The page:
I take three fistfuls of tap water and use them to moisten my ludicrous bulge of hair. I have been alone at this point for nearly a month—writing, or typing at least, in the waterlogged valleys of Wales—and my hair now resembles a sort of lush tumbleweed. As a hairstyle beneath which to lead the Life of the Mind, it is something I almost cannot rate too highly. Sections of it, when twiddled around a finger, have shown some promise as a stimulant to cogitation. And it converts automatically to a pillow during the frequent and sudden naps that litter the workday of the professional thinker. But as a hairstyle to talk to people from beneath—and I have been led to believe that there will be people arriving tomorrow at lunchtime, some of them possibly ladies—it will emphatically not do.
For what it’s worth, there is a barbershop in the nearest town, just a green half hour’s drive away over the hills. But it is not worth much, to be honest, for I have seen what they do to people in that place, and while I think I understand on some level why it is they feel they have to do it—the bleak categories of rural society would very quickly be disordered if people suddenly started looking attractive—that is not the same thing as wanting them to do it to me.
Fortunately though, the year is 2007, and an awesome power that just a decade ago I would have backed away from in holy terror, like a Neanderthal from a high-end propane grill in full flame, I calmly reach out and seize. That science and technology would endow me with godlike abilities was my faithful hope since boyhood. Yet I never dreamed of this, of wielding that one power God himself chooses not to exercise, at least according to visual depictions. Taking a belt of scotch, I meet my gaze in the mirror. And having met my own gaze, I do the once unthinkable: I cut my own hair.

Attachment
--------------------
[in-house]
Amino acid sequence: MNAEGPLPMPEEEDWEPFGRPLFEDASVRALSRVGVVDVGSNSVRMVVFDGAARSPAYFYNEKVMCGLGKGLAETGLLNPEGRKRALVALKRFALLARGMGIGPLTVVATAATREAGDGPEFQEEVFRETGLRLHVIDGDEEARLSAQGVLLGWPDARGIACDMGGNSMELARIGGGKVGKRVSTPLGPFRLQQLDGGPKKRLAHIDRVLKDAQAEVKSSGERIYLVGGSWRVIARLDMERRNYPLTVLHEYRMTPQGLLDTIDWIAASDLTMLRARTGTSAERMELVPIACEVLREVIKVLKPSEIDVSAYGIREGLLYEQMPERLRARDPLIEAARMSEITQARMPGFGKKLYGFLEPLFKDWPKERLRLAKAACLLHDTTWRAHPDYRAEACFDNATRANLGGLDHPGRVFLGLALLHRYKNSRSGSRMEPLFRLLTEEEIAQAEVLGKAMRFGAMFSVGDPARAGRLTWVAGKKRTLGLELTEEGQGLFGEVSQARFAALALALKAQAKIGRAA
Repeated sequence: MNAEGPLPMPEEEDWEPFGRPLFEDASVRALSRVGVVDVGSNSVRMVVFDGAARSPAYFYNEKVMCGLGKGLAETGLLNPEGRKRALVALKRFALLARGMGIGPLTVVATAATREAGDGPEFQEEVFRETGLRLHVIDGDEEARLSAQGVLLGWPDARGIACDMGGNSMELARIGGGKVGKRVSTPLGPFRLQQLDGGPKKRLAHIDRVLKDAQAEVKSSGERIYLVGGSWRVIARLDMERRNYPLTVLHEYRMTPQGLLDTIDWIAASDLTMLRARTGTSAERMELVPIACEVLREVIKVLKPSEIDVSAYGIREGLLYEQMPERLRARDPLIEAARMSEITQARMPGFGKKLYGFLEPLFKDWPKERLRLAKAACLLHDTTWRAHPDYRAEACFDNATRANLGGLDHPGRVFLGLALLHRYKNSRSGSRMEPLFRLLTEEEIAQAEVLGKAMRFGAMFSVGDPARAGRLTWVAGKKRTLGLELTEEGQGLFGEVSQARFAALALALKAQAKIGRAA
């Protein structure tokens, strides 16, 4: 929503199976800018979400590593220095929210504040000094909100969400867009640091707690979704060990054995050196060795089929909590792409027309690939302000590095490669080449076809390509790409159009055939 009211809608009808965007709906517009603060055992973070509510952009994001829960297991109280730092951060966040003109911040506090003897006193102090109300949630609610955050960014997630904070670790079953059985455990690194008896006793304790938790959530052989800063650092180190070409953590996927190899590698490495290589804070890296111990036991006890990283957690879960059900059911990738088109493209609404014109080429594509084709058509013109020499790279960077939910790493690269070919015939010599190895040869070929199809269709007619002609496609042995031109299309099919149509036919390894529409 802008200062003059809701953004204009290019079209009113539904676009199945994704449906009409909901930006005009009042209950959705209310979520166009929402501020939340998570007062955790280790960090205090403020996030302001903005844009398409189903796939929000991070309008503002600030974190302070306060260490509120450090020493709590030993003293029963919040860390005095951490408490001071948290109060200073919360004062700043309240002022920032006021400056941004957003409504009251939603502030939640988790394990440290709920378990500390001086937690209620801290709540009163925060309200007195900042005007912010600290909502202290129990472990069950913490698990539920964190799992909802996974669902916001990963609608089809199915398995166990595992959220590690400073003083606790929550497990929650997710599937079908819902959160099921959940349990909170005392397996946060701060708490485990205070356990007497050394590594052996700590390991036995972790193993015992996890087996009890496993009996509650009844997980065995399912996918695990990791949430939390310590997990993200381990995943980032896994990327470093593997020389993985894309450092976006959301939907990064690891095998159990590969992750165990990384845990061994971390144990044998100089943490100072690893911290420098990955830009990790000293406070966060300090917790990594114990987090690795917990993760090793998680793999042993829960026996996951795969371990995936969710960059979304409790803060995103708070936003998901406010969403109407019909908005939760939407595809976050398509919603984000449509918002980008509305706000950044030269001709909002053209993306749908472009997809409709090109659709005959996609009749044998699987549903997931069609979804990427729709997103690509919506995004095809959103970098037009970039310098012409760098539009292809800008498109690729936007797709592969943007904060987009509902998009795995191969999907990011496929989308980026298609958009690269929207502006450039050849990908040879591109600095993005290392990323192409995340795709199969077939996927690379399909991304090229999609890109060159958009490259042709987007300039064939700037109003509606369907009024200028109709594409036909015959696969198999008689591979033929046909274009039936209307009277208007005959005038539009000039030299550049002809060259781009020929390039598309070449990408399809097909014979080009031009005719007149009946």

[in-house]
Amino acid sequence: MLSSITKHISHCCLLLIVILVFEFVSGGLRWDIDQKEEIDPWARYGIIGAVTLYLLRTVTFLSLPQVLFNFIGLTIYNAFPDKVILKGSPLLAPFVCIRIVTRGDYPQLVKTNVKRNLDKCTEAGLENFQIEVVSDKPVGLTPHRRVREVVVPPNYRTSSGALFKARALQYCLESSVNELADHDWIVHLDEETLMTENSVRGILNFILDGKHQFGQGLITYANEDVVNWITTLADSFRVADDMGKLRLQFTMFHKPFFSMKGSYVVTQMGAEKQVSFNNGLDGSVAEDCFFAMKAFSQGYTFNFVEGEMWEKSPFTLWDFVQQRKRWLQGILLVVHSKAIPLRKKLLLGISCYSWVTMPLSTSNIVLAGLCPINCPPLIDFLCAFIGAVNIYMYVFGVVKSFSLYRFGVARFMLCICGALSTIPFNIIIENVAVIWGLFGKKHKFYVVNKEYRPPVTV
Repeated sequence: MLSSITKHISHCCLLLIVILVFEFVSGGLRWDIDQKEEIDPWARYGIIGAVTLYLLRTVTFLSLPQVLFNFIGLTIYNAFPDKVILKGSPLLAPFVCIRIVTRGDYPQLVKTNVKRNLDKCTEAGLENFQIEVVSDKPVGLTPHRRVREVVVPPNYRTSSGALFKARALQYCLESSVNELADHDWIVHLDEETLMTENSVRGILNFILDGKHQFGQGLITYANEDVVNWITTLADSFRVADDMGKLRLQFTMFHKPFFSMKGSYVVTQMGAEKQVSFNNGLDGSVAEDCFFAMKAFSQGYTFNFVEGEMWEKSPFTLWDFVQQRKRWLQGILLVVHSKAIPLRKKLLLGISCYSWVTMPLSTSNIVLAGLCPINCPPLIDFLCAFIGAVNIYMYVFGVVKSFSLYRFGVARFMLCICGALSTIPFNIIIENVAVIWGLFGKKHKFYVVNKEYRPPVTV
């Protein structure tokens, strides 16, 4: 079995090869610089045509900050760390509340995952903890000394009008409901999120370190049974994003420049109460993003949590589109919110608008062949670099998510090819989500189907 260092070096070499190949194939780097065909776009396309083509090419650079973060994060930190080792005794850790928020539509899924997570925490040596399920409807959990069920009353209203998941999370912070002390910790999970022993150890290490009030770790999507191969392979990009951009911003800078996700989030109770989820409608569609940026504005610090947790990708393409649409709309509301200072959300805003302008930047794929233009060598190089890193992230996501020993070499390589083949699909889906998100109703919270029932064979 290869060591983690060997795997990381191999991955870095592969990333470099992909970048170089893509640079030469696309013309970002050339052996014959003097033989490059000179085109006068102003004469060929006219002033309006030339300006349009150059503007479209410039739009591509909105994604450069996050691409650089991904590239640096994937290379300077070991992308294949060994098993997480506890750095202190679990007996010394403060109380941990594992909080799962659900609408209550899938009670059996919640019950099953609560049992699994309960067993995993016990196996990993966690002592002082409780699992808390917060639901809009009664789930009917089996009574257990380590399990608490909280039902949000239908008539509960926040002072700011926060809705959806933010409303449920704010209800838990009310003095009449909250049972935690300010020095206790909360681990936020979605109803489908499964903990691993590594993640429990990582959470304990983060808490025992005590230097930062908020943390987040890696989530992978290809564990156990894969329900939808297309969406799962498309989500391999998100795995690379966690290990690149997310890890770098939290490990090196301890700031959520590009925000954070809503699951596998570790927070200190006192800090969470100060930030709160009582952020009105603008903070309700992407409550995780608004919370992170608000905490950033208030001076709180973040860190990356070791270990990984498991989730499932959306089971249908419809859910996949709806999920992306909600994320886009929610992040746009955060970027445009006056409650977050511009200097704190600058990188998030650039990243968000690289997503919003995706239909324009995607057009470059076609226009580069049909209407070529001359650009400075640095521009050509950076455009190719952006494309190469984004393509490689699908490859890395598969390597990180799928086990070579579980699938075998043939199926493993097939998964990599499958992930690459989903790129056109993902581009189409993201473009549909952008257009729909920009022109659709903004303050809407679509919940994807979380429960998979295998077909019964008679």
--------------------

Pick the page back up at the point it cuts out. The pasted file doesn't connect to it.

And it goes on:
The man who cuts his own hair, most serious civilizations have historically assumed, has a fool for a client. As far back as ancient Rome we find no less a figure than Martial, the father of the epigram, outing a rival as a self-haircutter and taunting him with a nasty Numquid tonsorem, Gargiliane, times? Si pudor est, desine. (Are you frightened of the barber, Gargilianus? If you have any shame, you’ll desist.) Harsh words, but ones that would with hindsight have served ably as the Latin motto of Western Culture. From antiquity through to the modern age, the figure of the self-haircutter has been loathed with a passion that defies easy explanation.
Until now, that is. A world in which after you’d finished cutting your own hair you might as well just go ask your sister out for cocktails, so far had you drifted from the main drag of civilized behavior, has become one in which George Clooney cuts his own hair, as does Catherine Zeta-Jones. How did it happen?
Our answer begins on a beach in communist Romania. The year is 1977, and one Alfred Natrasevschi is showing every outward sign of enjoying a relaxing day on the shores of the Black Sea. However, when Natrasevschi entered the water that day and ducked beneath the waves, he didn’t resurface until nightfall, at which point, using an inflatable raft hidden in his beach toy, he had paddled 12 miles to international waters, and freedom. Thus begins one of the great untold stories of American enterprise. For it was Natrasevschi, years later, who would quit his job at Hewlett-Packard to challenge one of the world’s oldest and most robust taboos. Natrasevschi’s invention was the RoboCut; it and the more notorious Flowbee, the brainchild of a carpenter from San Diego, bestrode the world of late 1980s TV infomercials like the Beatles and the Stones did the world of popular music in the early 1960s. The two devices were roughly similar in design—both sucked hair into a vacuum tube, snipped it with internal blades at a precise and controllable length, then sucked away the clippings—but they were fully indistinguishable in purpose: to put into the hands of the common man a power hitherto known only to trained professionals, that of cutting human hair.